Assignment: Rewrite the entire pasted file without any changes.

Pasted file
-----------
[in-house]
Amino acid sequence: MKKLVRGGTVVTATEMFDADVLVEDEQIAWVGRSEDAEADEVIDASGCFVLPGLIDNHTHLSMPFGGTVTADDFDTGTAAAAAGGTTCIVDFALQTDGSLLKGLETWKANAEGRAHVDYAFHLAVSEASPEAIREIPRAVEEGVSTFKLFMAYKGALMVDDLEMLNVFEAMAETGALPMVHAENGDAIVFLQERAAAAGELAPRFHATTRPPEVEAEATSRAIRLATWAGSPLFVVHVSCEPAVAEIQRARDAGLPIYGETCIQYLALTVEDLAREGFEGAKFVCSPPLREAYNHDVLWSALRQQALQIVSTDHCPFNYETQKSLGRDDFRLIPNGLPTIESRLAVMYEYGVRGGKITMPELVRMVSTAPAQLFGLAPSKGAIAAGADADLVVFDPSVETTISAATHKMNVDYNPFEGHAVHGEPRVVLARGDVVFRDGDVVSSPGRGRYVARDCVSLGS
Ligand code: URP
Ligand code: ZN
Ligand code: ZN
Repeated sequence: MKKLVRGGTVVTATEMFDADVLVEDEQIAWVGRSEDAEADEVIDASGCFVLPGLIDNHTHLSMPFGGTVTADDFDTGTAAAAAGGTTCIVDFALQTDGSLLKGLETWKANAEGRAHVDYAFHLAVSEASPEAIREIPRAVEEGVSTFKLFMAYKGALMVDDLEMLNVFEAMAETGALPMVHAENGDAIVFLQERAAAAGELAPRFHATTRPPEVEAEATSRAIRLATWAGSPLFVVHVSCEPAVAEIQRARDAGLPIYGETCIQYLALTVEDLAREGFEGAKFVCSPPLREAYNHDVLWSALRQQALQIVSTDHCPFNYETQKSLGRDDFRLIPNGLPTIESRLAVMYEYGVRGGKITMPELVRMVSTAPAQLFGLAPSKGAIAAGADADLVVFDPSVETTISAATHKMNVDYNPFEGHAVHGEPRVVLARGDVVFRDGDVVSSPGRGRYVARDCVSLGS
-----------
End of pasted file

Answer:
[in-house]
Amino acid sequence: MKKLVRGGTVVTATEMFDADVLVEDEQIAWVGRSEDAEADEVIDASGCFVLPGLIDNHTHLSMPFGGTVTADDFDTGTAAAAAGGTTCIVDFALQTDGSLLKGLETWKANAEGRAHVDYAFHLAVSEASPEAIREIPRAVEEGVSTFKLFMAYKGALMVDDLEMLNVFEAMAETGALPMVHAENGDAIVFLQERAAAAGELAPRFHATTRPPEVEAEATSRAIRLATWAGSPLFVVHVSCEPAVAEIQRARDAGLPIYGETCIQYLALTVEDLAREGFEGAKFVCSPPLREAYNHDVLWSALRQQALQIVSTDHCPFNYETQKSLGRDDFRLIPNGLPTIESRLAVMYEYGVRGGKITMPELVRMVSTAPAQLFGLAPSKGAIAAGADADLVVFDPSVETTISAATHKMNVDYNPFEGHAVHGEPRVVLARGDVVFRDGDVVSSPGRGRYVARDCVSLGS
Ligand code: URP
Ligand code: ZN
Ligand code: ZN
Repeated sequence: MKKLVRGGTVVTATEMFDADVLVEDEQIAWVGRSEDAEADEVIDASGCFVLPGLIDNHTHLSMPFGGTVTADDFDTGTAAAAAGGTTCIVDFALQTDGSLLKGLETWKANAEGRAHVDYAFHLAVSEASPEAIREIPRAVEEGVSTFKLFMAYKGALMVDDLEMLNVFEAMAETGALPMVHAENGDAIVFLQERAAAAGELAPRFHATTRPPEVEAEATSRAIRLATWAGSPLFVVHVSCEPAVAEIQRARDAGLPIYGETCIQYLALTVEDLAREGFEGAKFVCSPPLREAYNHDVLWSALRQQALQIVSTDHCPFNYETQKSLGRDDFRLIPNGLPTIESRLAVMYEYGVRGGKITMPELVRMVSTAPAQLFGLAPSKGAIAAGADADLVVFDPSVETTISAATHKMNVDYNPFEGHAVHGEPRVVLARGDVVFRDGDVVSSPGRGRYVARDCVSLGS